What makes some horses win, and most of them lose? Not always talent, speed or jumping ability. The former champion steeplechase jockey analyses an unknown quantity.
BY PETER SCUDAMORE
The most courageous horses I have ridden have not necessarily been the most talented. They are the horses which will really battle for you. As with humans, some horses are not brave, just foolhardy. It is not brave, only foolish, to put oneself and others at risk, whether recklessly driving a car or race-riding.
One of the most appealing features of the National Hunt thoroughbred is honesty and bravery. These two attributes bring the brave and the less brave, but talented, horses into contention, which is why an otherwise good Flat racehorse which lacks the courage to jump hurdles with zest will at times be beaten by a brave horse of lesser ability.
The characters of brave horses can fool you. Again, as with their human counterparts, the brash and loud ones are not always the bravest. Neither is the most exuberant jumper necessarily the most courageous—sometimes horses stand off far too far from fences merely because they are frightened of hitting them. The best two-mile chaser my father Michael rode was a horse named Greektown, which he told me was an exuberant jumper only because he was frightened of the fences and would not get close to them. Greektown won the Cotswold Chase—now known as the Arkle—on his first time over fences at the Cheltenham Festival.
You can measure a horse’s heart rate, his heart size, whether he has fast or slow twitch muscles; you can measure his stride length to determine the horse’s ability. But courage cannot be measured, and if the horse does not have it, he is unlikely to win many National Hunt races. Courage in a horse can, however, be nurtured. If the horse feels fit and happy, and has been well-schooled and well-raced, these things will bring out his self-confidence.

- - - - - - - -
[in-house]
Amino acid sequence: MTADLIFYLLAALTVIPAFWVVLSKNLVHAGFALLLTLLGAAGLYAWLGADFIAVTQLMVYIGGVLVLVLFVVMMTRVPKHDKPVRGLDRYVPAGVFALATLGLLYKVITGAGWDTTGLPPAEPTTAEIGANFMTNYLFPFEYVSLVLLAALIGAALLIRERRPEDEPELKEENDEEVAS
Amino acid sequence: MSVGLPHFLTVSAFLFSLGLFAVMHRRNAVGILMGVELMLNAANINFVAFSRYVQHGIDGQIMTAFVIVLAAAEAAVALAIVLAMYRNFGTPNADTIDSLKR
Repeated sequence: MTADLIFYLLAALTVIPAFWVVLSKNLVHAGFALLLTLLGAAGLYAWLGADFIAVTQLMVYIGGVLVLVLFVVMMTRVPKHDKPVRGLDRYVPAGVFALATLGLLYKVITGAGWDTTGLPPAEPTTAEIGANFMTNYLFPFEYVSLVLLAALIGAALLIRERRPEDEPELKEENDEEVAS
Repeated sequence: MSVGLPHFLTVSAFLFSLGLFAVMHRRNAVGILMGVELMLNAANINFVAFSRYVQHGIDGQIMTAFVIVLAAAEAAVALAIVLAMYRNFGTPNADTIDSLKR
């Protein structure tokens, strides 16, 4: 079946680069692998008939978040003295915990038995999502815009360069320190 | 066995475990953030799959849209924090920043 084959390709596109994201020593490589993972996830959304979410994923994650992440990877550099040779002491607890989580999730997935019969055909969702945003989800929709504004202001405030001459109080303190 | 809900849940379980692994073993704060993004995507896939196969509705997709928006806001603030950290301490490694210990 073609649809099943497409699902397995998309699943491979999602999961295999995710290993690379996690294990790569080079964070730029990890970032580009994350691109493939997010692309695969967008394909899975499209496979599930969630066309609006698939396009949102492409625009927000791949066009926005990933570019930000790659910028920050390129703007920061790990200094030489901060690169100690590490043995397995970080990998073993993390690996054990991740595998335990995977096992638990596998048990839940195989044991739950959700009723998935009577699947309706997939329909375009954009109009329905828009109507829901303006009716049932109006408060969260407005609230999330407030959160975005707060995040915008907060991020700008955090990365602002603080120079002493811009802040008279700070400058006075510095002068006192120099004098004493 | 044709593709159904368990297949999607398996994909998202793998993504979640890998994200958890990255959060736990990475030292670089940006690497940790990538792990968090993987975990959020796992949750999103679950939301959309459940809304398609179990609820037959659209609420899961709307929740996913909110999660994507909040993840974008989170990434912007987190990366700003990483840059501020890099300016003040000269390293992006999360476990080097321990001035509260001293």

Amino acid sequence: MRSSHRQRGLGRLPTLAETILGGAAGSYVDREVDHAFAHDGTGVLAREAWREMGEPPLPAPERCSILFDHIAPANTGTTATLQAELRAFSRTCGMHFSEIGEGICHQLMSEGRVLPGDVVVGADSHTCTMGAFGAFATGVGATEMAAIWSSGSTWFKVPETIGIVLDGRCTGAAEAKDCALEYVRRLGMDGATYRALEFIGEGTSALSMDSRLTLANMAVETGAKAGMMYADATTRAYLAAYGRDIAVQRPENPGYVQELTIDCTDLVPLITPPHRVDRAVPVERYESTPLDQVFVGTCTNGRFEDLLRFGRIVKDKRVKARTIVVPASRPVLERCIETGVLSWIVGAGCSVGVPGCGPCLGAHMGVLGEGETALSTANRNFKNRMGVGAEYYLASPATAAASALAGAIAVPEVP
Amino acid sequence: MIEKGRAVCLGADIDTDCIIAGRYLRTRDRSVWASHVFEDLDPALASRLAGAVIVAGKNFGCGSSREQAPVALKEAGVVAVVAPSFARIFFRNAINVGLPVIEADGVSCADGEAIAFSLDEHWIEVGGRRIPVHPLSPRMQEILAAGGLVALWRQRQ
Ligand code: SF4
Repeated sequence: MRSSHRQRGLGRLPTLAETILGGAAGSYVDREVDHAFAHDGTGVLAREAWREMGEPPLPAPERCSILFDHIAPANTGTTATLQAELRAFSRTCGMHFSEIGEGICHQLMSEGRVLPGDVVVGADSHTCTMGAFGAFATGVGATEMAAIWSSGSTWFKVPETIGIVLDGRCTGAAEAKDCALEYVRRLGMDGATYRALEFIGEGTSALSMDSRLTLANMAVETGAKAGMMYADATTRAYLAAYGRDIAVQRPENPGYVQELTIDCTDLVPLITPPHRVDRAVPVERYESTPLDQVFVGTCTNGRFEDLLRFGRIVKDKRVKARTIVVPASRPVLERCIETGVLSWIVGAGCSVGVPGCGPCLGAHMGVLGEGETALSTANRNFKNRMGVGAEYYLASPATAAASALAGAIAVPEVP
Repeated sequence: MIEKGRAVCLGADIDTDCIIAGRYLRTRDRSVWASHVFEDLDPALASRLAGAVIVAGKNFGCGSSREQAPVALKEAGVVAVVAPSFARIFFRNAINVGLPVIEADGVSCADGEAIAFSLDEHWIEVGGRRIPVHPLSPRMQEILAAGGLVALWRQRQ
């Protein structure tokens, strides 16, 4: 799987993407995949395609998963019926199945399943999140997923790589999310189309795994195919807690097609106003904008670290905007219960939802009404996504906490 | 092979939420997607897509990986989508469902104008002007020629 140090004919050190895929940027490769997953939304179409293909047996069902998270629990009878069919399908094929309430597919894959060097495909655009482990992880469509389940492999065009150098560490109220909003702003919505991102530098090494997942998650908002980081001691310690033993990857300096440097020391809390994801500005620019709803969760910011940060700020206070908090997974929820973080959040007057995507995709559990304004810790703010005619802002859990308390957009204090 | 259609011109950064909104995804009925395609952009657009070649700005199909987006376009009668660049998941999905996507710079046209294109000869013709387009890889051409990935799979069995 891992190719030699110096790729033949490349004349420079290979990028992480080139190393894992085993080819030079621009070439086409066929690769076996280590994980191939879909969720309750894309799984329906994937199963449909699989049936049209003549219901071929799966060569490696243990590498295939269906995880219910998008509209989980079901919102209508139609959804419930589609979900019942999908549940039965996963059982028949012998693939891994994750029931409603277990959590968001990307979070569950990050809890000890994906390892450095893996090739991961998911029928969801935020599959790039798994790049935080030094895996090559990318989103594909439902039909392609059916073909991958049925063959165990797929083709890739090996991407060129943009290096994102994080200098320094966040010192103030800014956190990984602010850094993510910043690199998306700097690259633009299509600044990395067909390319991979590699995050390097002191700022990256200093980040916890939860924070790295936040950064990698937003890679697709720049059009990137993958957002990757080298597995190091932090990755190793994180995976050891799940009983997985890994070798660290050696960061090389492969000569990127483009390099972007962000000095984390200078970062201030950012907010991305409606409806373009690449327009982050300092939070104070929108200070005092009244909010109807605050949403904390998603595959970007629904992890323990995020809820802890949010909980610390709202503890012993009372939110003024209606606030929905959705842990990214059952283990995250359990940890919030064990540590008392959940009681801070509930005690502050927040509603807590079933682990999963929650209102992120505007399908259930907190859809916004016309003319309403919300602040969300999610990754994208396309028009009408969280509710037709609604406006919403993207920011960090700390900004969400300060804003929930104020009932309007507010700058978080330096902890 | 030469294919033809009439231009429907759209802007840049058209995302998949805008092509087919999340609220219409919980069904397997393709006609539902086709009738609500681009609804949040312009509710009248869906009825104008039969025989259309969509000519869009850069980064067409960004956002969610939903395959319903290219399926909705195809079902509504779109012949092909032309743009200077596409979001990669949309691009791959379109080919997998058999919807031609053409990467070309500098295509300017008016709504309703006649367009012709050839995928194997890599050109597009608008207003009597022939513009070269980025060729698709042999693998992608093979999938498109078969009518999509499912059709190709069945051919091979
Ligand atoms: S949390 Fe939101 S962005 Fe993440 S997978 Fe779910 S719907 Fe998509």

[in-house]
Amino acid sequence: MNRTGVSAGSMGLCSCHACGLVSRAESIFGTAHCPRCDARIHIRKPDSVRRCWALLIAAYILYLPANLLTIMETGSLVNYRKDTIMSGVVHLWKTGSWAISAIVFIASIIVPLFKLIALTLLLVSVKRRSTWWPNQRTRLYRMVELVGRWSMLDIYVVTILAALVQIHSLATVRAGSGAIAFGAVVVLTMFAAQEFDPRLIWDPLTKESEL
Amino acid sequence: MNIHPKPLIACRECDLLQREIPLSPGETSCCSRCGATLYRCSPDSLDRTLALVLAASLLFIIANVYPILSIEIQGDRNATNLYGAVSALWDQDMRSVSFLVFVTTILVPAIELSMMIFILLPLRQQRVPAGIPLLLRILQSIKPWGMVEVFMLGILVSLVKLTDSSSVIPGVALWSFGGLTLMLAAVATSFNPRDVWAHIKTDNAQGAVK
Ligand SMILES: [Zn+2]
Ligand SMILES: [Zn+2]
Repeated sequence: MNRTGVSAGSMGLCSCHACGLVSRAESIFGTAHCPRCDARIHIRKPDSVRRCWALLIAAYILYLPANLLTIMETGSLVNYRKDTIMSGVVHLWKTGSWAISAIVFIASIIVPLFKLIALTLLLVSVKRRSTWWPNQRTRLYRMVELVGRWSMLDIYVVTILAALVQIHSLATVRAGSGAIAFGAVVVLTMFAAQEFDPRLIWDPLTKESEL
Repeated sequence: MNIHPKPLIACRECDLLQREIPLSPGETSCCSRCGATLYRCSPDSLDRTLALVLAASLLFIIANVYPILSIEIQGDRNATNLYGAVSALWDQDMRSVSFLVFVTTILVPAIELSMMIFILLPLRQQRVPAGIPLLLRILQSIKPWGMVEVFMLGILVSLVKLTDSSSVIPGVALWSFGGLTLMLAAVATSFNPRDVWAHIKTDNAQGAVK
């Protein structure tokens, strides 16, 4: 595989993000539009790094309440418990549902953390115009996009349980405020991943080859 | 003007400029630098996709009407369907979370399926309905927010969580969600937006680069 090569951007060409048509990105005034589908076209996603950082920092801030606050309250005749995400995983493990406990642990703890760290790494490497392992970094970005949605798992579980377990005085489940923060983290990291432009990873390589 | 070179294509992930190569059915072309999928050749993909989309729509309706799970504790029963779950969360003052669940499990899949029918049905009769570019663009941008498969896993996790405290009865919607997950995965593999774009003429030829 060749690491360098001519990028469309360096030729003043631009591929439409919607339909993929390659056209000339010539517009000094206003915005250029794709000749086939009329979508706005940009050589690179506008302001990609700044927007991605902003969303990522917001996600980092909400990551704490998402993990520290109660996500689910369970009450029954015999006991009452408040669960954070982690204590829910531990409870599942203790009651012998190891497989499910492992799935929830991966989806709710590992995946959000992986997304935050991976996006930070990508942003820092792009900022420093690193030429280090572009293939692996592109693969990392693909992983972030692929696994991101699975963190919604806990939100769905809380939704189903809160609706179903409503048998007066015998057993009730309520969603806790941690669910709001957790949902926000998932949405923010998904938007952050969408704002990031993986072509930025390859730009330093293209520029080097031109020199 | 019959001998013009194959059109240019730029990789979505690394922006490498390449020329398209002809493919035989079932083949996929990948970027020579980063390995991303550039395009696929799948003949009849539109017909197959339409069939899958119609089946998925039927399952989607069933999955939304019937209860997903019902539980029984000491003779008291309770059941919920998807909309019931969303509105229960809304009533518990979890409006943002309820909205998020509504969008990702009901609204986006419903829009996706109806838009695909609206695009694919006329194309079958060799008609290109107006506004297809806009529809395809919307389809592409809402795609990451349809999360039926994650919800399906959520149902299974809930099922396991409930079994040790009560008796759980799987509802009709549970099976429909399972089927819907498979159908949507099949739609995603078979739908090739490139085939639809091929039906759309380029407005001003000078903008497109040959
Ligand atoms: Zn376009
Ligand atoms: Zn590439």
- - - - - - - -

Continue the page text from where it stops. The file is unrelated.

One of the bravest horses I have ever ridden is Bonanza Boy, a very small horse by steeplechasing standards. At one stage of his career he became frightened of steeplechase fences, but he overcame both adversities to win many races over fences, including two Welsh Nationals and jumping round the Aintree fences three times. However, the race that I shall always remember him winning for me was the Racing Post Chase at Kempton Park in which, on a day when soft ground suited him, he fought back from a long way down the field to get up and win on the line. Bonanza Boy, given the conditions in his favour, is a really tenacious opponent.
Another of the bravest I have ridden is Corbiere, trained by Mrs Jenny Pitman. Ben de Haan is most often associated with this horse, for winning the Grand National. I was third on him in the Grand National, but the race I shall always remember him winning for me is a four-mile chase round Haydock Park. He, like Bonanza Boy, was far from the fastest horse I have ridden, but give them an extended trip in conditions that favour them and they are the epitome of courage. The fences at Haydock are probably the biggest on a park course in the country, but on this day Corbiere jumped round with relish.
These two horses are geldings and, by coincidence, similar characters. Two more that spring to my mind as the bravest are Mrs Muck and Hopscotch, both mares, both known for their exploits over hurdles, although Mrs Muck also won over fences.
Mrs Muck had a wonderful, placid and kind temperament that she carried into her races. She was a pleasure to ride, never pulling too hard, just running with enough enthusiasm to keep herself on the bridle. She loved to pass horses and always fought hard to win. Many paddock commentators described her as small, but she had good bone and strong shoulders—unlike the Pipe/Scudamore plc owned Hopscotch, who won 11 races in the 1990-’91 season, six of them at Cheltenham. Hopscotch was very small, and yet she would attack a hurdle in a manner that, because of her size, at times nearly made her over-jump. The race I remember her for was at Cheltenham, when she refused to be beaten and fought all the way to the line to win. To ride such horses is one of the thrills and enjoyments of being a jockey. I have ridden many courageous horses and hope to ride many more. Their bravery never fails to touch me.
The most successful jump jockey in history when he retired in 1993, ‘Scu’ had ridden a total of 1,678 winners out of 7,521 mounts. He was champion jockey a record eight times (one shared with John Francome), the last seven in succession (1985-’92). In 1988-’89, he attacked Jonjo O’Neill’s record of 149 wins to ride a staggering 221 winners. Many of his successes came from his close partnership with the trainer Martin Pipe. He wrote this article in his last season as champion jockey.